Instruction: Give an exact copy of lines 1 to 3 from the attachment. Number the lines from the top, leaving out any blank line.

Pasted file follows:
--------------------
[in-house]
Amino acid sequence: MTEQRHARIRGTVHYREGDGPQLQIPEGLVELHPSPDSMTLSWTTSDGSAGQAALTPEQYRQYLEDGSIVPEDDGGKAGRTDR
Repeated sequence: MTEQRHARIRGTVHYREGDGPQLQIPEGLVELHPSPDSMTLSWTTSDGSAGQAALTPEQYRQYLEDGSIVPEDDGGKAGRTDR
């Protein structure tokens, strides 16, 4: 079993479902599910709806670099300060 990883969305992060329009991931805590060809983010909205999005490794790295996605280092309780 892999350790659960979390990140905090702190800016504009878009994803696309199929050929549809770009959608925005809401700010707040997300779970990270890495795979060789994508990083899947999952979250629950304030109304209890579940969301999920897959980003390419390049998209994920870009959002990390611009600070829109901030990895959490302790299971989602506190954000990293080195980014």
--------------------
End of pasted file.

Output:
[in-house]
Amino acid sequence: MTEQRHARIRGTVHYREGDGPQLQIPEGLVELHPSPDSMTLSWTTSDGSAGQAALTPEQYRQYLEDGSIVPEDDGGKAGRTDR
Repeated sequence: MTEQRHARIRGTVHYREGDGPQLQIPEGLVELHPSPDSMTLSWTTSDGSAGQAALTPEQYRQYLEDGSIVPEDDGGKAGRTDR